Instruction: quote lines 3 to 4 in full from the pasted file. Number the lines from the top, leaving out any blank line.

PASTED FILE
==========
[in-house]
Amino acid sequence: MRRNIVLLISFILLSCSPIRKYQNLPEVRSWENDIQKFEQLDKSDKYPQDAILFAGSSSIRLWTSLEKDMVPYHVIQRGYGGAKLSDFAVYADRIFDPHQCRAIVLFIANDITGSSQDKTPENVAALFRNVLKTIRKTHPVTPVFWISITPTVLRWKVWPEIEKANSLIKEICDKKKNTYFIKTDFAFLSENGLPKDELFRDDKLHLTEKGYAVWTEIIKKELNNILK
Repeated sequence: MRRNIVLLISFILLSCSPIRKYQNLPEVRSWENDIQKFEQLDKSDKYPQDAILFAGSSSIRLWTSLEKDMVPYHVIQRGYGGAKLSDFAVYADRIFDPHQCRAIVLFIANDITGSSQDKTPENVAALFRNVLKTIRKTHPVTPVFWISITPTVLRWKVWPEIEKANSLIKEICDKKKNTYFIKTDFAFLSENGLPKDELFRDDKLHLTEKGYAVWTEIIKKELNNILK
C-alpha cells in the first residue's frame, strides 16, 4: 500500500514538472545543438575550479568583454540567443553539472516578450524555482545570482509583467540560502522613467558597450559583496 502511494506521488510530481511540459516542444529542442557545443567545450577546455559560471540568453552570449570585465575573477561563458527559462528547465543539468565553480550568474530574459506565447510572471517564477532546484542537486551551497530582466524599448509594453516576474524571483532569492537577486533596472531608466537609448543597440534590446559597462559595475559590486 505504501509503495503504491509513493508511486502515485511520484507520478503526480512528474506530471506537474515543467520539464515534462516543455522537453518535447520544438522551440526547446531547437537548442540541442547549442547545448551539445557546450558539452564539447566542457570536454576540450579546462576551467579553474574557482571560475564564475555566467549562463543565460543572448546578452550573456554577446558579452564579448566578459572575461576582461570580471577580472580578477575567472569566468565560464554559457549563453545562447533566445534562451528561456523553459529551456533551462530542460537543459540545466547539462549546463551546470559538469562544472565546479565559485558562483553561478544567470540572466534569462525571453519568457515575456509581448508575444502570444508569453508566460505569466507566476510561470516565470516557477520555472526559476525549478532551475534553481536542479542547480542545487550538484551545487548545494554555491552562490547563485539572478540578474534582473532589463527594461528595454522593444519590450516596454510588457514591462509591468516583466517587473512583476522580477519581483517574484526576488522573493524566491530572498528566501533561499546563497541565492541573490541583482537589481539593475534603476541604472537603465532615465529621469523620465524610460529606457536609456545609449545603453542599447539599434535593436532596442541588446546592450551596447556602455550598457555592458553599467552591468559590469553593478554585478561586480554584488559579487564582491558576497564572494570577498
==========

Repeated sequence: MRRNIVLLISFILLSCSPIRKYQNLPEVRSWENDIQKFEQLDKSDKYPQDAILFAGSSSIRLWTSLEKDMVPYHVIQRGYGGAKLSDFAVYADRIFDPHQCRAIVLFIANDITGSSQDKTPENVAALFRNVLKTIRKTHPVTPVFWISITPTVLRWKVWPEIEKANSLIKEICDKKKNTYFIKTDFAFLSENGLPKDELFRDDKLHLTEKGYAVWTEIIKKELNNILK
C-alpha cells in the first residue's frame, strides 16, 4: 500500500514538472545543438575550479568583454540567443553539472516578450524555482545570482509583467540560502522613467558597450559583496 502511494506521488510530481511540459516542444529542442557545443567545450577546455559560471540568453552570449570585465575573477561563458527559462528547465543539468565553480550568474530574459506565447510572471517564477532546484542537486551551497530582466524599448509594453516576474524571483532569492537577486533596472531608466537609448543597440534590446559597462559595475559590486 505504501509503495503504491509513493508511486502515485511520484507520478503526480512528474506530471506537474515543467520539464515534462516543455522537453518535447520544438522551440526547446531547437537548442540541442547549442547545448551539445557546450558539452564539447566542457570536454576540450579546462576551467579553474574557482571560475564564475555566467549562463543565460543572448546578452550573456554577446558579452564579448566578459572575461576582461570580471577580472580578477575567472569566468565560464554559457549563453545562447533566445534562451528561456523553459529551456533551462530542460537543459540545466547539462549546463551546470559538469562544472565546479565559485558562483553561478544567470540572466534569462525571453519568457515575456509581448508575444502570444508569453508566460505569466507566476510561470516565470516557477520555472526559476525549478532551475534553481536542479542547480542545487550538484551545487548545494554555491552562490547563485539572478540578474534582473532589463527594461528595454522593444519590450516596454510588457514591462509591468516583466517587473512583476522580477519581483517574484526576488522573493524566491530572498528566501533561499546563497541565492541573490541583482537589481539593475534603476541604472537603465532615465529621469523620465524610460529606457536609456545609449545603453542599447539599434535593436532596442541588446546592450551596447556602455550598457555592458553599467552591468559590469553593478554585478561586480554584488559579487564582491558576497564572494570577498